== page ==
Study confirms diminished use of pediatric trauma CT

The use of CT exams in pediatric trauma patients has declined or stayed the same for most clinical applications over the past decade, according to an analysis published online February 25 in Radiology.

The researchers analyzed 15 years of CT exams ordered for 64,425 patients younger than 55 who had been admitted to Harborview Medical Center, a level I trauma center in Seattle, from 1996 to 2010. The team had anecdotally noticed a reduction in CT exams for trauma patients, particularly for children who were admitted, and wanted to confirm this.

Records of 9,047 patients ages 14 or younger, 5,574 patients ages 15 to 18, and 49,804 patients ages 19 to 54 (for comparison) were retrospectively evaluated. A minority of patients had multiple CT scans performed.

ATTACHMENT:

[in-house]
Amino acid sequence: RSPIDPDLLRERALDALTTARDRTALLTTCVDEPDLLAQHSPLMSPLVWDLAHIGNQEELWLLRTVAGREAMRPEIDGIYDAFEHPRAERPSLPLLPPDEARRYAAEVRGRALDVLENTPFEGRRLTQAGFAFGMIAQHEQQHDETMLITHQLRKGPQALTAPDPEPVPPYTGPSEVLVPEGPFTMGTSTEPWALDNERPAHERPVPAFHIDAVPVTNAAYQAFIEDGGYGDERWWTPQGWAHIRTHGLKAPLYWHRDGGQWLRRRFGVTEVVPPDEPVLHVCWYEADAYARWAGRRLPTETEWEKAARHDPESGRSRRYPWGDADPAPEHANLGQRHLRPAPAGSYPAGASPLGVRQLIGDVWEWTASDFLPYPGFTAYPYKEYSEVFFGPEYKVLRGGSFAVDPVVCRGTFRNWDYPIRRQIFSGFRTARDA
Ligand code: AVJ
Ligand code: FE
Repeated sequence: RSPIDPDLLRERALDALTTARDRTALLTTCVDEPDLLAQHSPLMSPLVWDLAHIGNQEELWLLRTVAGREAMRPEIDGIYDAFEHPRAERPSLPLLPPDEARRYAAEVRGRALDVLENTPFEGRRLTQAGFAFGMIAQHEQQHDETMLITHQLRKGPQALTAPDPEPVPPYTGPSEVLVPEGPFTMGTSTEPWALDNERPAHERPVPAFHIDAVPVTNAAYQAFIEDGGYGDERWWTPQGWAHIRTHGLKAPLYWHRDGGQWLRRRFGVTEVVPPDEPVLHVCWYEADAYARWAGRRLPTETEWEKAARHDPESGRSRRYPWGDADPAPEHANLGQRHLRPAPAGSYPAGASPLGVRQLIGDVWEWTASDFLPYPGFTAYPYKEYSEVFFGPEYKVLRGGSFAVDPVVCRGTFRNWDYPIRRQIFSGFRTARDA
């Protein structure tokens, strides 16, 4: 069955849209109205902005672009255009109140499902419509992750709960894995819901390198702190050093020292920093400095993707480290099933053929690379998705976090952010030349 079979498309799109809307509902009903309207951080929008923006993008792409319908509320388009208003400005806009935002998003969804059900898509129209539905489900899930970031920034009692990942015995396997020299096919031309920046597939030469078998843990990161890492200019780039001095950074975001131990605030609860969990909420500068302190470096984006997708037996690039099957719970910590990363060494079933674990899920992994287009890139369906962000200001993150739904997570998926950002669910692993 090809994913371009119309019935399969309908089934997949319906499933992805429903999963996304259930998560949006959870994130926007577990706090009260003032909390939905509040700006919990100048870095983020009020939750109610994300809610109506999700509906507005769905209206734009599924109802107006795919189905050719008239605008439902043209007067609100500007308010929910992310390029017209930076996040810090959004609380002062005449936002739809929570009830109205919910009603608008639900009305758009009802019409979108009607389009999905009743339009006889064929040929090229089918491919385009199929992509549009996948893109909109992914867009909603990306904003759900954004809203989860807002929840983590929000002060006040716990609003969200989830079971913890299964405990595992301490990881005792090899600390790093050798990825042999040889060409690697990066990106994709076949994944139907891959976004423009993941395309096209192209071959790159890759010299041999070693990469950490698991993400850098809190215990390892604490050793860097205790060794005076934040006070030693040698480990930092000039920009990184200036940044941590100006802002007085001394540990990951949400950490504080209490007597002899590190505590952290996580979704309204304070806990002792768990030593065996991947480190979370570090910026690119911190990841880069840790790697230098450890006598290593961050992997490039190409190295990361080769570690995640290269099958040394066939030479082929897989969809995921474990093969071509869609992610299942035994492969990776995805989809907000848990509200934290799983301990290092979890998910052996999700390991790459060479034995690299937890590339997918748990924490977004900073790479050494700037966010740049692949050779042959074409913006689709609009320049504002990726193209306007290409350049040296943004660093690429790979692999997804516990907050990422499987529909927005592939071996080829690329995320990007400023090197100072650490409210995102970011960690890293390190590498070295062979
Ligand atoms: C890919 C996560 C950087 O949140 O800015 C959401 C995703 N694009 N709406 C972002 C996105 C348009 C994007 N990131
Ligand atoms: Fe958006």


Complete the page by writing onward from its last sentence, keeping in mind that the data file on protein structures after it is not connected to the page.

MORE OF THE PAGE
From 2008 to 2010, usage rates in children up to 18 years of age were relatively unchanged or slightly decreased for almost all CT exams. For children younger than 15, the usage rate for head CT exams peaked in 2004, after which decreases were consistently recorded through 2010.

Both abdominal and pelvic CT for patients younger than 15 peaked in 2005 and decreased gradually until 2010. However, the usage rate in 2010 was higher than in 2000. The rate of spine and thoracic CT use was higher between 2004 and 2010 as compared to 2000, but it remained relatively stable over the past five years.

The scope of the analysis did not include patients who were just admitted to the emergency department, according to lead author Dr. Bahman Roudsari, PhD, and colleagues. It also did not include an evaluation of the appropriateness of the imaging exams that were performed.

Page 1 of 655
Next Page